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$(document).ready(function(){
    console.log("1");
    $('#selectid').triggerHandler('change');
    $('#selectid').trigger('change');
    $('#selectid').change();
    console.log("2");
    $('#intervention1-form').change(function() {
        console.log('WHY DOESNT THIS HAPPEN?');
  });
});
console.log("0");

Console output should be:

0
1
WHY DOESNT THIS HAPPEN?
2

But instead, it's just:

0
1
2

The context is that I am populating an HTML element with different stuff when a select menu (selectid) is changed. However, when the page first loads, I want to trigger the select menu as if it is changed, so that the HTML element has content even if the user doesn't change the select menu.

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2 Answers 2

up vote 0 down vote accepted

you attach a change handler with your console log in it, after you already triggered the change.

so you will catch only change events that happen from the moment you bind your change handler, not the ones that happened before that

changing up your code to this would solve the issue:

$(document).ready(function(){
    $('#intervention1-form').change(function() {
        console.log('WHY DOESNT THIS HAPPEN?');
    });
    console.log("1");
    $('#selectid').triggerHandler('change');
    $('#selectid').trigger('change');
    $('#selectid').change();
    console.log("2");
});
console.log("0");

now you have the output you desire, because you bound the change handler before triggering it.

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1  
not to be ungrateful, but honestly for the sake of this community and helping others with similar problems i vote to make ShankarSangoli's answer the correct one. His was first and is way better explained than mine. –  Sander Feb 23 '12 at 7:12

Because you are attaching the click handler afterwards. trigger("change") executes all handlers and behaviors attached to the matched elements for the change event. If there is no handler attached then there is nothing to execute.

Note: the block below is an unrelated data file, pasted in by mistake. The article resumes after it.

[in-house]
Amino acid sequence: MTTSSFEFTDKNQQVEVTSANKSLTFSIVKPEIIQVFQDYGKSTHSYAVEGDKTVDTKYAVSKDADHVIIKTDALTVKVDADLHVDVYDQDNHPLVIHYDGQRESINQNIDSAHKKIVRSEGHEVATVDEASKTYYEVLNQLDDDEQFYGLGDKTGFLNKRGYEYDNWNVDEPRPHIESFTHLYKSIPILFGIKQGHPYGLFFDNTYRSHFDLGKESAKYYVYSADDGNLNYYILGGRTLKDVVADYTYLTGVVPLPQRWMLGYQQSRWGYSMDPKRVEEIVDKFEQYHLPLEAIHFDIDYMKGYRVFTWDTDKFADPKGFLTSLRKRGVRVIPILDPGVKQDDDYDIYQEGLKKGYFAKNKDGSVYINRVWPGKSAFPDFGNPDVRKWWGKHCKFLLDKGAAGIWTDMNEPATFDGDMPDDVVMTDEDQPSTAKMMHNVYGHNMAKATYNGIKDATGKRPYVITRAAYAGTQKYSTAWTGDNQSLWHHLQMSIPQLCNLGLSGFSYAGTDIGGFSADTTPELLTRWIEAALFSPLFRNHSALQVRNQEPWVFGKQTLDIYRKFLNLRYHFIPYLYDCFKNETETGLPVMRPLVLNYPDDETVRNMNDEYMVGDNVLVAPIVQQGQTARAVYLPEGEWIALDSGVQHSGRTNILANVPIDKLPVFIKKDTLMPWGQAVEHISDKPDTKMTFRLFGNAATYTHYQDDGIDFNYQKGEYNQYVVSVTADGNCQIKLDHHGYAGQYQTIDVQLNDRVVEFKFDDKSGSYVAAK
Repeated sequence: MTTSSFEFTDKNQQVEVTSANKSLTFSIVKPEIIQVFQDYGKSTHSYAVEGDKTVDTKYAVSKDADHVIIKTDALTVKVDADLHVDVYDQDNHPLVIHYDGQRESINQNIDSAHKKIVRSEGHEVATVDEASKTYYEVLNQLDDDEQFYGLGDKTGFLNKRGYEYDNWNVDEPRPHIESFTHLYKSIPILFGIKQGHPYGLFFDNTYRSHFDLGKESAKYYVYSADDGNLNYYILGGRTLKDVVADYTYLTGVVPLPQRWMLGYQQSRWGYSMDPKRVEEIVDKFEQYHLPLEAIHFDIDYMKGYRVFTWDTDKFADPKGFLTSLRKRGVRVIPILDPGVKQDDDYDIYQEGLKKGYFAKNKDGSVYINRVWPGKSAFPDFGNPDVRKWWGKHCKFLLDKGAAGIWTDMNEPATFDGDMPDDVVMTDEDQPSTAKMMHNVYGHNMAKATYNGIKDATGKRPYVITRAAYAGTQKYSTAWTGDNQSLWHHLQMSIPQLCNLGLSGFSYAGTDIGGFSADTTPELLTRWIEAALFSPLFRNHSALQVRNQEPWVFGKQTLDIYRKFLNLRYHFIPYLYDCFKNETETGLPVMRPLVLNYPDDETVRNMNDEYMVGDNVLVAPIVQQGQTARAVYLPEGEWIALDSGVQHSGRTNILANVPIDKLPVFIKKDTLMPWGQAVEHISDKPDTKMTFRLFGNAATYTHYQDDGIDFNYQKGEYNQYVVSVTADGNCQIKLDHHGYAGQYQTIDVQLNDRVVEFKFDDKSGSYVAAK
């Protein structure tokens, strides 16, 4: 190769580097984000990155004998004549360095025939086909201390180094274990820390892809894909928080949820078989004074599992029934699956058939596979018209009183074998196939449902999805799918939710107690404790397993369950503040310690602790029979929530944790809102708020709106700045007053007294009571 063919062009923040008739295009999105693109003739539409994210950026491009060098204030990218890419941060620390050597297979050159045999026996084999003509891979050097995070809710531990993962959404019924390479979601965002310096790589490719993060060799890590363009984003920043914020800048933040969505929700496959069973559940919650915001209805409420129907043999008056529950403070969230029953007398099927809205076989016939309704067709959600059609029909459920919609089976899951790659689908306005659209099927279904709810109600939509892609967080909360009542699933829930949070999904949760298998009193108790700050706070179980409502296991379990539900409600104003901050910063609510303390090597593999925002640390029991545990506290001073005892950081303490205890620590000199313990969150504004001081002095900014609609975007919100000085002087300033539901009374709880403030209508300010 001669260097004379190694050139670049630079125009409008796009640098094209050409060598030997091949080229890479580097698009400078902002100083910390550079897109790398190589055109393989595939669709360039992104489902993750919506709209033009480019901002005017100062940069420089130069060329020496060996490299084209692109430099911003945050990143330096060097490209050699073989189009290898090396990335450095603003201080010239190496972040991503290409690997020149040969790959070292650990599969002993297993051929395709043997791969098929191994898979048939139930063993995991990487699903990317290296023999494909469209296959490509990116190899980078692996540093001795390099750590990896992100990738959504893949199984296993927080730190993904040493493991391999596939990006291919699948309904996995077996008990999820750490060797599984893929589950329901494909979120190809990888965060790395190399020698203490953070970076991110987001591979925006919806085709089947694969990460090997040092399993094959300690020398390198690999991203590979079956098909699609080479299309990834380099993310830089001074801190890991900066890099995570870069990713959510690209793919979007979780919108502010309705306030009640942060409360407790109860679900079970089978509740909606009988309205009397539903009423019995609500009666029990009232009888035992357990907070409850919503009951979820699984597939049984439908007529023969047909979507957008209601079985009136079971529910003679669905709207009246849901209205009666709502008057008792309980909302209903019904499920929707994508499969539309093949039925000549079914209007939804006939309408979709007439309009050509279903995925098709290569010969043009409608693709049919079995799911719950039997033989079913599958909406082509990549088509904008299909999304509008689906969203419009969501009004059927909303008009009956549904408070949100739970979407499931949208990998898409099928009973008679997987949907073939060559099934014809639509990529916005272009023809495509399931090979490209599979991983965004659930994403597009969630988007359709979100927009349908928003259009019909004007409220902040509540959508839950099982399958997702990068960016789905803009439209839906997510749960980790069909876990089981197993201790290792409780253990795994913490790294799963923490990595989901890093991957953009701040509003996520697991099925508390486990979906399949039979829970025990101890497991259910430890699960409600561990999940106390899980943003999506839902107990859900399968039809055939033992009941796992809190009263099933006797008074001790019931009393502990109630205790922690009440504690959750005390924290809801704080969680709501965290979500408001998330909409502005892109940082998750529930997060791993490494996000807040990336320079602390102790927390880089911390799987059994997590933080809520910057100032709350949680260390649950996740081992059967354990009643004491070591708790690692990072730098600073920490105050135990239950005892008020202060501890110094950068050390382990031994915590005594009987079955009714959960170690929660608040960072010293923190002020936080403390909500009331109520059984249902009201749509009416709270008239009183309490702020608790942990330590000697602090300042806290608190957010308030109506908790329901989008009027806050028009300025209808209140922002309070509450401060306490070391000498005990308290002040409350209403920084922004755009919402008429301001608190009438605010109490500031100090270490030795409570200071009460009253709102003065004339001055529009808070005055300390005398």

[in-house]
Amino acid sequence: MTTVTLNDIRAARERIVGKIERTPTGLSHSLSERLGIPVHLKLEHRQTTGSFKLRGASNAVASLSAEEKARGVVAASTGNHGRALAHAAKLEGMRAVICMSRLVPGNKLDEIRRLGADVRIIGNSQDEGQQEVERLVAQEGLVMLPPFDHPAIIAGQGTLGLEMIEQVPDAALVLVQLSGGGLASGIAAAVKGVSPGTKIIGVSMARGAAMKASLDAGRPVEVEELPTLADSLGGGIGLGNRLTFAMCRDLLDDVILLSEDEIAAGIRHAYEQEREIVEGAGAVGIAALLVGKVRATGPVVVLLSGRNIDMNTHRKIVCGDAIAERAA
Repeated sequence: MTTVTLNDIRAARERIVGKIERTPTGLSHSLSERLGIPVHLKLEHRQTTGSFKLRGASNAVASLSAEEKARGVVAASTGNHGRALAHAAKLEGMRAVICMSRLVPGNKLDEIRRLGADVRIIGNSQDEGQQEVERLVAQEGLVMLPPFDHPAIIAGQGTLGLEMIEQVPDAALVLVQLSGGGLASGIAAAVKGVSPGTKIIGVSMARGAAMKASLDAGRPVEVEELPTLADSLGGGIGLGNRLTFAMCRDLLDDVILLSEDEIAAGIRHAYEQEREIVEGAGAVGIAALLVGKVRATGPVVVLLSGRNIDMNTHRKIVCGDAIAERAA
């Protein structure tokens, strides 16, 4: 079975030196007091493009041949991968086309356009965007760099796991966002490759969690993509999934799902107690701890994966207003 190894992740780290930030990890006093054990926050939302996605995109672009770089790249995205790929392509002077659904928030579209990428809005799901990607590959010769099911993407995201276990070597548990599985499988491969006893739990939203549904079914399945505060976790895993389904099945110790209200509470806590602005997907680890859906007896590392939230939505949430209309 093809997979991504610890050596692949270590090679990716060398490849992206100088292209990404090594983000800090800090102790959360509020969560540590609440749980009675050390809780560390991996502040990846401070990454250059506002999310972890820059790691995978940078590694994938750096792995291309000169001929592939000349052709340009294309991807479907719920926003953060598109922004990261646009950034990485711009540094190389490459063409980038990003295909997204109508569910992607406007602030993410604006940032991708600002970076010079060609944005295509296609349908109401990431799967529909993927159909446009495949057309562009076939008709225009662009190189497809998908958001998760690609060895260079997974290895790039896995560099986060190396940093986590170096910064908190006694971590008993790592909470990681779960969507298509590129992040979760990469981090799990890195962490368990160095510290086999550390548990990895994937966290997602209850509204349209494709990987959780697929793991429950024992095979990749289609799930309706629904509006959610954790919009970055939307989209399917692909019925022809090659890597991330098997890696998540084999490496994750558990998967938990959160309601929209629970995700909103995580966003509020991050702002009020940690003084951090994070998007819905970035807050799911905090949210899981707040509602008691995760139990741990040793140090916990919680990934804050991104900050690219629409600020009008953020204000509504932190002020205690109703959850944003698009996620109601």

Try this.

$(document).ready(function(){
    console.log("1");
    $('#intervention1-form').change(function() {
        console.log('WHY DOESNT THIS HAPPEN?');
    });
    $('#selectid').change();
    console.log("2");
});
console.log("2");

Side Note: Calling trigger("change") or change() method is one and the same.

The .triggerHandler() method behaves similarly to .trigger(), with the following exceptions:

  • The .triggerHandler() method does not cause the default behavior of an event to occur (such as a form submission).
  • While .trigger() will operate on all elements matched by the jQuery object, .triggerHandler() only affects the first matched element.
  • Events created with .triggerHandler() do not bubble up the DOM hierarchy; if they are not handled by the target element directly,
    they do nothing.
  • Instead of returning the jQuery object (to allow chaining), .triggerHandler() returns whatever value was returned by the last
    handler it caused to be executed. If no handlers are triggered, it
    returns undefined
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Thanks, that was the issue! I can't believe I missed that. :) –  brentonstrine Feb 23 '12 at 2:09

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